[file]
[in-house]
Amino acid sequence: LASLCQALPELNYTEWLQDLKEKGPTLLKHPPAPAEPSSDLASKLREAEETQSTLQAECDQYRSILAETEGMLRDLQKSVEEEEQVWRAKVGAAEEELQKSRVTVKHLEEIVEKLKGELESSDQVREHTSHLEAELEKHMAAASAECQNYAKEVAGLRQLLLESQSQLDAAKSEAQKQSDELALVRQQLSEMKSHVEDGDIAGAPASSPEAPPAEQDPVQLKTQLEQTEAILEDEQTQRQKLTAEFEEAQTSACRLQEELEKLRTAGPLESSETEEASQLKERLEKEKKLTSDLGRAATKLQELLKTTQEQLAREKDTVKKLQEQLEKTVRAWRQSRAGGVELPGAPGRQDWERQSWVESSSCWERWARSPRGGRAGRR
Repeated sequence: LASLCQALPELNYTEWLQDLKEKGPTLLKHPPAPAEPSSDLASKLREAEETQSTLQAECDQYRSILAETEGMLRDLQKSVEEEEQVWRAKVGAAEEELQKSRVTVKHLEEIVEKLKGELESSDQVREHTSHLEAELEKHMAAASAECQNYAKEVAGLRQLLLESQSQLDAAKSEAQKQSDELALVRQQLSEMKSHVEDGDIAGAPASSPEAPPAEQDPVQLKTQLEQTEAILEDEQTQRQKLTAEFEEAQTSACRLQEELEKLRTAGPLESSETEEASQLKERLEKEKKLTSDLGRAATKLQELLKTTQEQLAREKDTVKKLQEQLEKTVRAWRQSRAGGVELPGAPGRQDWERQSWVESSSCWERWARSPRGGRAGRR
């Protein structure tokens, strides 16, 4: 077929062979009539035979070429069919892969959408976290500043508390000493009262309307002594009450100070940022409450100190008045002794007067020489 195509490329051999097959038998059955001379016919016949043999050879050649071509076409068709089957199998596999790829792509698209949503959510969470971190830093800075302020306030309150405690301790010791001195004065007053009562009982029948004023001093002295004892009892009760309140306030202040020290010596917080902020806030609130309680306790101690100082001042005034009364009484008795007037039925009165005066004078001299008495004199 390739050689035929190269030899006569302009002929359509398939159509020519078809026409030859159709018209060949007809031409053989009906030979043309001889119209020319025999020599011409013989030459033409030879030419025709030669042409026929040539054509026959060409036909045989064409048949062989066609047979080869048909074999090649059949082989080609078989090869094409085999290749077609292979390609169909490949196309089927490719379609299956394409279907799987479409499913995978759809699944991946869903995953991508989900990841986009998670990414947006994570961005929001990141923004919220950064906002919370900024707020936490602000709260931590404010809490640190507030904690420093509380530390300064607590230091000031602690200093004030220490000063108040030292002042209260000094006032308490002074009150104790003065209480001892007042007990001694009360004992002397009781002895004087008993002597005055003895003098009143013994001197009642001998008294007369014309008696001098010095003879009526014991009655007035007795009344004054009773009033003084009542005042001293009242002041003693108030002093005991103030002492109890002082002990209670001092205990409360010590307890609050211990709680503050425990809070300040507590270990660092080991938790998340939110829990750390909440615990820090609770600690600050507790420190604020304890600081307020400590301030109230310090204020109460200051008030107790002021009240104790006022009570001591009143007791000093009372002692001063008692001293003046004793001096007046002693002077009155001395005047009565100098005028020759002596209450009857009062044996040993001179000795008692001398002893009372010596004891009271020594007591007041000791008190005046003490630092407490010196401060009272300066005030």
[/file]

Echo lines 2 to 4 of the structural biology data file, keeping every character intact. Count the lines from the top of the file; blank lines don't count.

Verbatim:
Amino acid sequence: LASLCQALPELNYTEWLQDLKEKGPTLLKHPPAPAEPSSDLASKLREAEETQSTLQAECDQYRSILAETEGMLRDLQKSVEEEEQVWRAKVGAAEEELQKSRVTVKHLEEIVEKLKGELESSDQVREHTSHLEAELEKHMAAASAECQNYAKEVAGLRQLLLESQSQLDAAKSEAQKQSDELALVRQQLSEMKSHVEDGDIAGAPASSPEAPPAEQDPVQLKTQLEQTEAILEDEQTQRQKLTAEFEEAQTSACRLQEELEKLRTAGPLESSETEEASQLKERLEKEKKLTSDLGRAATKLQELLKTTQEQLAREKDTVKKLQEQLEKTVRAWRQSRAGGVELPGAPGRQDWERQSWVESSSCWERWARSPRGGRAGRR
Repeated sequence: LASLCQALPELNYTEWLQDLKEKGPTLLKHPPAPAEPSSDLASKLREAEETQSTLQAECDQYRSILAETEGMLRDLQKSVEEEEQVWRAKVGAAEEELQKSRVTVKHLEEIVEKLKGELESSDQVREHTSHLEAELEKHMAAASAECQNYAKEVAGLRQLLLESQSQLDAAKSEAQKQSDELALVRQQLSEMKSHVEDGDIAGAPASSPEAPPAEQDPVQLKTQLEQTEAILEDEQTQRQKLTAEFEEAQTSACRLQEELEKLRTAGPLESSETEEASQLKERLEKEKKLTSDLGRAATKLQELLKTTQEQLAREKDTVKKLQEQLEKTVRAWRQSRAGGVELPGAPGRQDWERQSWVESSSCWERWARSPRGGRAGRR
């Protein structure tokens, strides 16, 4: 077929062979009539035979070429069919892969959408976290500043508390000493009262309307002594009450100070940022409450100190008045002794007067020489 195509490329051999097959038998059955001379016919016949043999050879050649071509076409068709089957199998596999790829792509698209949503959510969470971190830093800075302020306030309150405690301790010791001195004065007053009562009982029948004023001093002295004892009892009760309140306030202040020290010596917080902020806030609130309680306790101690100082001042005034009364009484008795007037039925009165005066004078001299008495004199 390739050689035929190269030899006569302009002929359509398939159509020519078809026409030859159709018209060949007809031409053989009906030979043309001889119209020319025999020599011409013989030459033409030879030419025709030669042409026929040539054509026959060409036909045989064409048949062989066609047979080869048909074999090649059949082989080609078989090869094409085999290749077609292979390609169909490949196309089927490719379609299956394409279907799987479409499913995978759809699944991946869903995953991508989900990841986009998670990414947006994570961005929001990141923004919220950064906002919370900024707020936490602000709260931590404010809490640190507030904690420093509380530390300064607590230091000031602690200093004030220490000063108040030292002042209260000094006032308490002074009150104790003065209480001892007042007990001694009360004992002397009781002895004087008993002597005055003895003098009143013994001197009642001998008294007369014309008696001098010095003879009526014991009655007035007795009344004054009773009033003084009542005042001293009242002041003693108030002093005991103030002492109890002082002990209670001092205990409360010590307890609050211990709680503050425990809070300040507590270990660092080991938790998340939110829990750390909440615990820090609770600690600050507790420190604020304890600081307020400590301030109230310090204020109460200051008030107790002021009240104790006022009570001591009143007791000093009372002692001063008692001293003046004793001096007046002693002077009155001395005047009565100098005028020759002596209450009857009062044996040993001179000795008692001398002893009372010596004891009271020594007591007041000791008190005046003490630092407490010196401060009272300066005030």